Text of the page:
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Your Compression Ratio dictates the Octane Rating of the gasoline that your engine requires. The Octane Rating tells you how much the fuel can be compressed before it spontaneously ignites, otherwise known as Detonation.

A high performance engine with a 11:1 high compression ratio requires slower burning compression resistant fuel of higher octane. A stock engine with a 8:1 lower compression ratio can efficiently use a faster burning less compression resistant lower octane fuel which saves money.

In other words, 87 Octane gasoline is gasoline that contains 87-percent octane and 13-percent heptane (or some other combination of fuels has the same performance of the 87/13 combination of octane/heptane). It spontaneously ignites at a given compression level, and can only be used in engines that do not exceed that compression ratio.

Knocking or pinging generally requires adjustment of the ignition timing and/or the use of a higher octane fuel. The ignition timing due to the speed of which the gasoline burns and the octane rating due to it's compression resiliency.





As a side note, some time ago refineries found that they could add tetraethyl lead (TEL) to cheaper grades of gasoline to enhance it's octane rating. Hence, "ethyl" or "leaded" gas. After lead gasoline was generally banned due to environmental hazards, refineries were forced to use higher grades of gasoline at more expense. 100 octane leaded Aviation AvGas is still available for aircraft.

Stock compression for a 302 is 9:1. Stock compression for a 351W is even less at 8.8:1.

BTW, a non-working or removed EGR can also cause Detonation as well. A working EGR reinserts small amounts of exhaust into the intake manifold that, although hot, still has a cooling effect on combustion temperatures by diluting the air/fuel mixture slightly. When the cooling effect is lost, it creates higher combustion temperatures under load and an increased chance of detonation. Believe it or not.
 

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gone fish'n
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Just a note on the EGR, it only adds this exhaust into the intake manifold when the engine is at cruise speed, not under power.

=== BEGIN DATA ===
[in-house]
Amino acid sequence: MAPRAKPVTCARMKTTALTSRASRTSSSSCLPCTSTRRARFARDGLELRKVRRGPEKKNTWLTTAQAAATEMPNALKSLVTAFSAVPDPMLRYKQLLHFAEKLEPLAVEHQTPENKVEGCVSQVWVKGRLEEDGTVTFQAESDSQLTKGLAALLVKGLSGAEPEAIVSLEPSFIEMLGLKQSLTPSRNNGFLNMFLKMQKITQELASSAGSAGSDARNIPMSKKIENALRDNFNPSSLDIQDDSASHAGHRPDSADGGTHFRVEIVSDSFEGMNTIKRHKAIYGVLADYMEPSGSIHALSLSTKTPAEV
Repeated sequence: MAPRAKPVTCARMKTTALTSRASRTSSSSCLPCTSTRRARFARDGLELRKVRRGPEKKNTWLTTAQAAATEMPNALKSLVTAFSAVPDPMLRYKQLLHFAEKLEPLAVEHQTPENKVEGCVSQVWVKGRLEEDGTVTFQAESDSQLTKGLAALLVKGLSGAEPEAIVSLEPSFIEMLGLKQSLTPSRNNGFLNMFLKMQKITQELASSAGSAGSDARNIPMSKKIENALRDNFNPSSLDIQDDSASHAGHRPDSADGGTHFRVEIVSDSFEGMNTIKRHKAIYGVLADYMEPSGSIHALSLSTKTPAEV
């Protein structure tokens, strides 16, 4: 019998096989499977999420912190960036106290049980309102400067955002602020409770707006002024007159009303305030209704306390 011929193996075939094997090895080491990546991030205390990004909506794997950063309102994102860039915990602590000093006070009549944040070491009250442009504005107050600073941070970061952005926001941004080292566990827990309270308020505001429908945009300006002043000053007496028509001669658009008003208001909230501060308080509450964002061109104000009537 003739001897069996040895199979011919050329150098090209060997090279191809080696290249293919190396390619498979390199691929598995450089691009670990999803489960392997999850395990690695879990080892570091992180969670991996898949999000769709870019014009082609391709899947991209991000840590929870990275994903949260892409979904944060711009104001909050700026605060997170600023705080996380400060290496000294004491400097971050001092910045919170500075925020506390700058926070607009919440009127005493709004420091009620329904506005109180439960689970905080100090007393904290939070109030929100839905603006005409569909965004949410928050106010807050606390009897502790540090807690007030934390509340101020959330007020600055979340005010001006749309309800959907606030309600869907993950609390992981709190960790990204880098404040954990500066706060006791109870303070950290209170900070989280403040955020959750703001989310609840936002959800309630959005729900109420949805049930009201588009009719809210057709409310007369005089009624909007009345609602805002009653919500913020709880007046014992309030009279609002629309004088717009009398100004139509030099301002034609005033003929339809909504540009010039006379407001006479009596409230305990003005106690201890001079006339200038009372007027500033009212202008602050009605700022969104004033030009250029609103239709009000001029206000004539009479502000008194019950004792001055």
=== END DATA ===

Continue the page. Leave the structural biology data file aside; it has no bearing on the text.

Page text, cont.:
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Discussion Starter #3
Yup.

The EGR does not operate all of the time. The EGR is typically not employed at high loads because it would reduce peak power output. This is because it reduces the intake charge density. EGR is also omitted at idle (low-speed, zero load) because it would cause unstable combustion, resulting in rough idle. The EGR valve also cools the exhaust valves and makes them last far longer (a very important benefit under light cruise conditions).

Thanks for the clarification!
 

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Howdy guys. When I was driving a 400 I used high-octane - i dun'no why by instinct I guess. But with my 351 I just always grab for the 85. Do dual pipes make a difference in compression? And regardless of compression ratios does a higher octane get better mpg in any scenario?
 

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Discussion Starter #5
Dual pipes do not make a difference in compression. In a stock application, you should be using the lowest octane your engine allows. I belive Ford recommend 87 octane. Higher octane does not give you better gas milage, only more money out of your wallet. I use 91-93 octane to protect from detonation due to the timing advance on my performance engine. My wife uses 91 octane on her 3.5L Mercedes due to the manufacturers recommendation (again, timing advance).
 
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